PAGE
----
Kindles Fiction Lovers!
I’d like to take a moment to announce the upcoming release of my story collection “Something Like Bliss.” The Kindle release is pretty much slated for January 29th 2017, roughly a fortnight from the Tropic of Capricorn. I’m practicing a Capricorn, as you might already know. While I had originally planned on putting out my book this past June, a number of obstacles prevented this from happening. I find I keep tripping over life or it keeps tripping over me. Anyway I’m excited to see this project finally coming into fruition. All of the stories, save one, have been published in literary journals. Below you will find a roster of the lucky lit mags. Three of my stories first appeared in my MFA Thesis at Pacific University. They’re tickled pink to be freed from their buckram binding.
Many of the stories in this collection cross genre boundaries as well as myriad emotional landscapes. “El Mariachi” is set in Mexico and centers on the unrequited love a young man has for his aunt. “A Private Language” is an updated, reconfigured Stand By Me, following the lives of 4 latchkey boys, culminating in a gruesome moment that will forever change them. Some of the stories have a fabulist element. “Rejects from the Pretzel Factory” is a comical take on the exploitation of a sweet old lady, a former Rockette, who has been roped into a greedy corporation’s ad campaign. Also, included is “The Itch of Runaway Souls,” which was published this past April in the new insert of the Chicago Tribune’s Printers Row.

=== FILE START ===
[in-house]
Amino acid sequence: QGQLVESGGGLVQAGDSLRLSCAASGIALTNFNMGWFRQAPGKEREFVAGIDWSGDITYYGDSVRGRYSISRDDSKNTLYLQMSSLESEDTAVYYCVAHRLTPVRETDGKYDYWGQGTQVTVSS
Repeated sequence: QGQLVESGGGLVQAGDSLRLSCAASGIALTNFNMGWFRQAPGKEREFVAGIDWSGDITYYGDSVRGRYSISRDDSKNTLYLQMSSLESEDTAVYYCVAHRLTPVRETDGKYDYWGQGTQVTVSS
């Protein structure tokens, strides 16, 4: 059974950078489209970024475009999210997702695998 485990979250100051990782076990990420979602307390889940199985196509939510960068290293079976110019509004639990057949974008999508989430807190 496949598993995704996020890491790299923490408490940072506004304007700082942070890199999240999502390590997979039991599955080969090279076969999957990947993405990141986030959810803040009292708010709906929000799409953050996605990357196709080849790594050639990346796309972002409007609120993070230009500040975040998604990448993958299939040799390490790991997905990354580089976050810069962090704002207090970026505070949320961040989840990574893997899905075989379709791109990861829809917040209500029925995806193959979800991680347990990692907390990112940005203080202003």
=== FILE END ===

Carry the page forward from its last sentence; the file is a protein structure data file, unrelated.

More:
I’m not going to pretend I don’t have a favorite, but I’m also not going to share that with you either. Gonna play possum. Seriously though, I waited a long while to share this collection with the public because I wanted it to be just so. I’m most passionate about shorter works. I’ve always been a devoted reader of pithier prose: Flannery O’Connor, Kafka, Borges, Chekhov, Bernie Malamud. And of those writers who go long, I favor their short stories: Haruki Murakami, Thomas Coraghessan Boyle, Bonnie Jo Campbell, Hannah Tinti, Pete Fromm, Phillip K. Dick.
Maybe the time we live in is indicative of my predilection for concise works. I believe it’s Francine Prose who says something
to the effect that in short stories “each word must go on the trial of its life” in order to make it into the final cut. Something like that, and when it works, it’s something like bliss.
Thanks for all of your support and I look forward seeing you at the upcoming readings and such.
Chicago Tribune’s Printer’s Row
Digging Through The Fat
New Pop Lit
The Main Street Rag
The Summerset Review
Yellow Chair Review